The third in an eight part series to help people with potential UE Loyalist lines access the wealth of documentation available online for free, as well as offline sources that can provide further evidence linking generations.
Step 2. Search FamilySearch again, access Canadian vital records there or at provincial sites
The initial FamilySearch query in Step 1, if done broadly, would have screened the following provincial vital records/indexes as well:
- Ontario Deaths, 1869-1937 and Overseas Deaths, 1939-1947 (942,237 images)
- Ontario Births, 1869-1912 (413,055 images)
- Ontario Marriages, 1869-1927 (1,162,449 images)
- New Brunswick, Provincial Returns of Births and Late Registrations, 1810-1906 (161,646 images)
- Newfoundland, Vital Records, 1840-1949 (58,839 images)
- Prince Edward Island Marriage Registers, 1832-1888 (3,428 images)
- British Columbia Birth Registrations, 1854-1903 (39,635 images)
- British Columbia Death Registrations, 1872-1986 (1,162,756 images)
- British Columbia Marriage Registrations, 1859-1932 (141,209 images)
- Nova Scotia Vital Records, 1763-1957 (index only, gaps) see https://www.novascotiagenealogy.com/ as well to ensure best coverage
If your research led you to expect a vital record from one of the sources, but it did not appear, make sure to adjust the query (type=death only, etc.). Go broader (removing date or place restrictions) or, if you get too many potential records to weed through, use the census information to further refine the query by date and place. If that still does not work, search on every known family member who could also have a vital record. Your ancestor may fall outside a record set's timeline, but their children or sibling may be recorded. As mentioned above, some families were reticent about registering and some townships were not developed enough to properly support the registrarial functions. Additionally, as always, try to anticipate any way the name could have been mangled when indexed.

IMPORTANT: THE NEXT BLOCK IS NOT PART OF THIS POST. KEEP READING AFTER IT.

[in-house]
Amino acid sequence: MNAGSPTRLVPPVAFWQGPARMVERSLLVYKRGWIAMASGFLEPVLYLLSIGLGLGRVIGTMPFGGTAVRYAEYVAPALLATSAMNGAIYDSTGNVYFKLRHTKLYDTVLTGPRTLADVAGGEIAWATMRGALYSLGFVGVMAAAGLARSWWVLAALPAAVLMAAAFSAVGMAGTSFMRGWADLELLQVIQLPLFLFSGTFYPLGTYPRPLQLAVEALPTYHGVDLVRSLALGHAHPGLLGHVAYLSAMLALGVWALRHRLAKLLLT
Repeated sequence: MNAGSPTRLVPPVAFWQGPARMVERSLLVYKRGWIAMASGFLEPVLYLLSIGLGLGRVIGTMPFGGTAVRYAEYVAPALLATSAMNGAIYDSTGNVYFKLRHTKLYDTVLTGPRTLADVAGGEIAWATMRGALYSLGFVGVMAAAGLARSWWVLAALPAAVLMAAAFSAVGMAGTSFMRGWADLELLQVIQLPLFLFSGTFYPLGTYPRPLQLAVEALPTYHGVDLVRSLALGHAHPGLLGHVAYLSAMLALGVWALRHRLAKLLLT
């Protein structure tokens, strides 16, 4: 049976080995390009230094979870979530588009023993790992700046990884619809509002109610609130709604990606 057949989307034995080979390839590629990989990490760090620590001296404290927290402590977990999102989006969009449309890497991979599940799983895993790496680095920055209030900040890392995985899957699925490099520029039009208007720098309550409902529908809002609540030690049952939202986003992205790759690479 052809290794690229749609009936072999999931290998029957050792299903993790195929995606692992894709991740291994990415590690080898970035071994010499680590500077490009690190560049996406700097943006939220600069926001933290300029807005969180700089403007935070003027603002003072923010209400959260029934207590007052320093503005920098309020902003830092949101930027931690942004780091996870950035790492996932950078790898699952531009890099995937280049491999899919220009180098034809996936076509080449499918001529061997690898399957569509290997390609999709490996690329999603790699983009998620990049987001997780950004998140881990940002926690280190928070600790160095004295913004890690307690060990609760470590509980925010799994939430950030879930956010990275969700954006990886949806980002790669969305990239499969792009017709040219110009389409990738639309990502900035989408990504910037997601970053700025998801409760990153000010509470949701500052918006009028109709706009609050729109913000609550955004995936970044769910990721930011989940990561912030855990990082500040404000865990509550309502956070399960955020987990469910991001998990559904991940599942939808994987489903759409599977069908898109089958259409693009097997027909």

Unfortunately FamilySearch does not have the index for the Drouin Collection, which is the primary index for civil registration-type information for Quebec, but some pay sites do.
Neither Newfoundland or the Northwest Territories were Loyalist settlement areas. While Manitoba, Saskatchewan, Alberta, and British Columbia were not Loyalist settlement areas, there is greater chance a subsequent generation went to those provinces. Manitoba vital statistics can be searched separately, as can Saskatchewan's (coming online in batches). Alberta is an online vital record dead zone, however the settlement began there quite late, so using Canadian censuses to trace back towards 1851 will likely indicate another provincial origin where the documentation trail can be more easily accessed.
Continue on to Step 3...